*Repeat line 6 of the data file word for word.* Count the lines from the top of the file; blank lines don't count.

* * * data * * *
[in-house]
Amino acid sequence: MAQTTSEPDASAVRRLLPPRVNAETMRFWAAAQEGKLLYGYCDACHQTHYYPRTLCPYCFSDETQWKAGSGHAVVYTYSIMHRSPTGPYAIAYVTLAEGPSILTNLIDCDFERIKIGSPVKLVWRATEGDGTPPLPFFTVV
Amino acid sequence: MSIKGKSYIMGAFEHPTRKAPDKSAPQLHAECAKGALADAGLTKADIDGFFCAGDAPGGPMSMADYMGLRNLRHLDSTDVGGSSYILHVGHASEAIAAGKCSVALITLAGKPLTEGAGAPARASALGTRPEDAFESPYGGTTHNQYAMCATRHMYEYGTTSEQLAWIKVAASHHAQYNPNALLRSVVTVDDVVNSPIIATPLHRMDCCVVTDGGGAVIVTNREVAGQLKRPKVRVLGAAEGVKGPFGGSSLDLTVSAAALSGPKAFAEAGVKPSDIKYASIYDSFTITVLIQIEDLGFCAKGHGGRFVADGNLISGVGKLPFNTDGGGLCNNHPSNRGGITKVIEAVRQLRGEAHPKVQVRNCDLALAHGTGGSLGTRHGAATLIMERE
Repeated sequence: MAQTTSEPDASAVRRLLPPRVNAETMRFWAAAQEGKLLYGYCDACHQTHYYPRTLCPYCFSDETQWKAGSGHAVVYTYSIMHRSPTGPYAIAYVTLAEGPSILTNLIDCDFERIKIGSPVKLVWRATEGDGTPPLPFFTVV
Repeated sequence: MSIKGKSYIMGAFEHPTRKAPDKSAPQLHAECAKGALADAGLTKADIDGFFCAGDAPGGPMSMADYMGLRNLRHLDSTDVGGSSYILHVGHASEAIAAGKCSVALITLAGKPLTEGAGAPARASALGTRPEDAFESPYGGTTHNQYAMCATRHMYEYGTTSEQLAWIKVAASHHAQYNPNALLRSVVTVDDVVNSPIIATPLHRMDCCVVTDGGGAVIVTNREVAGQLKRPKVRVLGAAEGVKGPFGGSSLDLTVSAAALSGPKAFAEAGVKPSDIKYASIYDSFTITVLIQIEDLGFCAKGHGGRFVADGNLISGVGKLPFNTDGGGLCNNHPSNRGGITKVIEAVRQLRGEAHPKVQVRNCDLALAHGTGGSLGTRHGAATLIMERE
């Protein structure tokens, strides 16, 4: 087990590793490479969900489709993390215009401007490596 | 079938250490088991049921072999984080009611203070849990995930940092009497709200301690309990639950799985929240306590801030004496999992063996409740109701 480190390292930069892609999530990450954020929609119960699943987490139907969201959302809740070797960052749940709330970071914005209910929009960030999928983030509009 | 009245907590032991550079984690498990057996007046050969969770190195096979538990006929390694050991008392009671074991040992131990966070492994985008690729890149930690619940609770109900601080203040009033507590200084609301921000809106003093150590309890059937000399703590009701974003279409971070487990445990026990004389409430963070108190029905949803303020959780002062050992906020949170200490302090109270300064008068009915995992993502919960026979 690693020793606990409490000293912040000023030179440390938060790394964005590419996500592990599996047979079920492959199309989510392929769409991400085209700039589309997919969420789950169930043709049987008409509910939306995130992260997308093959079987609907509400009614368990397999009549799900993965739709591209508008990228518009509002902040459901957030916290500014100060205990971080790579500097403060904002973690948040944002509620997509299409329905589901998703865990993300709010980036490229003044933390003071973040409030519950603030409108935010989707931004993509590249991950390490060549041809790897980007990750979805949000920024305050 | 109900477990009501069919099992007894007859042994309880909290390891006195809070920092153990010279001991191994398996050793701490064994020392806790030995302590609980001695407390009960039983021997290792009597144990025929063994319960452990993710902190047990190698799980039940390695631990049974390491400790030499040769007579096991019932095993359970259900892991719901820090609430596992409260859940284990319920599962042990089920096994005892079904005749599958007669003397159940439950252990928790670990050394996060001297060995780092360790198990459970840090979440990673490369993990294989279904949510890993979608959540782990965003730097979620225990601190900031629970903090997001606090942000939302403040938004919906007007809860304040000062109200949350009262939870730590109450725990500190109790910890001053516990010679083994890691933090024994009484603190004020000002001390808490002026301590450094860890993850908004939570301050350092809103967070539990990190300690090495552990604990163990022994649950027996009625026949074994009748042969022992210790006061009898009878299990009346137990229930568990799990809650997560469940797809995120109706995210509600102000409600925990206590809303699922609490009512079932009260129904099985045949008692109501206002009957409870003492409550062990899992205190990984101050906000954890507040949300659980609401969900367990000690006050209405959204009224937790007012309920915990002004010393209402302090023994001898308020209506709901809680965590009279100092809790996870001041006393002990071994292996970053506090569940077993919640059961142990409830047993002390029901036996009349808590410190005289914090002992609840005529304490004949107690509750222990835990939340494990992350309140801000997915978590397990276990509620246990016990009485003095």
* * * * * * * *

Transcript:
């Protein structure tokens, strides 16, 4: 087990590793490479969900489709993390215009401007490596 | 079938250490088991049921072999984080009611203070849990995930940092009497709200301690309990639950799985929240306590801030004496999992063996409740109701 480190390292930069892609999530990450954020929609119960699943987490139907969201959302809740070797960052749940709330970071914005209910929009960030999928983030509009 | 009245907590032991550079984690498990057996007046050969969770190195096979538990006929390694050991008392009671074991040992131990966070492994985008690729890149930690619940609770109900601080203040009033507590200084609301921000809106003093150590309890059937000399703590009701974003279409971070487990445990026990004389409430963070108190029905949803303020959780002062050992906020949170200490302090109270300064008068009915995992993502919960026979 690693020793606990409490000293912040000023030179440390938060790394964005590419996500592990599996047979079920492959199309989510392929769409991400085209700039589309997919969420789950169930043709049987008409509910939306995130992260997308093959079987609907509400009614368990397999009549799900993965739709591209508008990228518009509002902040459901957030916290500014100060205990971080790579500097403060904002973690948040944002509620997509299409329905589901998703865990993300709010980036490229003044933390003071973040409030519950603030409108935010989707931004993509590249991950390490060549041809790897980007990750979805949000920024305050 | 109900477990009501069919099992007894007859042994309880909290390891006195809070920092153990010279001991191994398996050793701490064994020392806790030995302590609980001695407390009960039983021997290792009597144990025929063994319960452990993710902190047990190698799980039940390695631990049974390491400790030499040769007579096991019932095993359970259900892991719901820090609430596992409260859940284990319920599962042990089920096994005892079904005749599958007669003397159940439950252990928790670990050394996060001297060995780092360790198990459970840090979440990673490369993990294989279904949510890993979608959540782990965003730097979620225990601190900031629970903090997001606090942000939302403040938004919906007007809860304040000062109200949350009262939870730590109450725990500190109790910890001053516990010679083994890691933090024994009484603190004020000002001390808490002026301590450094860890993850908004939570301050350092809103967070539990990190300690090495552990604990163990022994649950027996009625026949074994009748042969022992210790006061009898009878299990009346137990229930568990799990809650997560469940797809995120109706995210509600102000409600925990206590809303699922609490009512079932009260129904099985045949008692109501206002009957409870003492409550062990899992205190990984101050906000954890507040949300659980609401969900367990000690006050209405959204009224937790007012309920915990002004010393209402302090023994001898308020209506709901809680965590009279100092809790996870001041006393002990071994292996970053506090569940077993919640059961142990409830047993002390029901036996009349808590410190005289914090002992609840005529304490004949107690509750222990835990939340494990992350309140801000997915978590397990276990509620246990016990009485003095």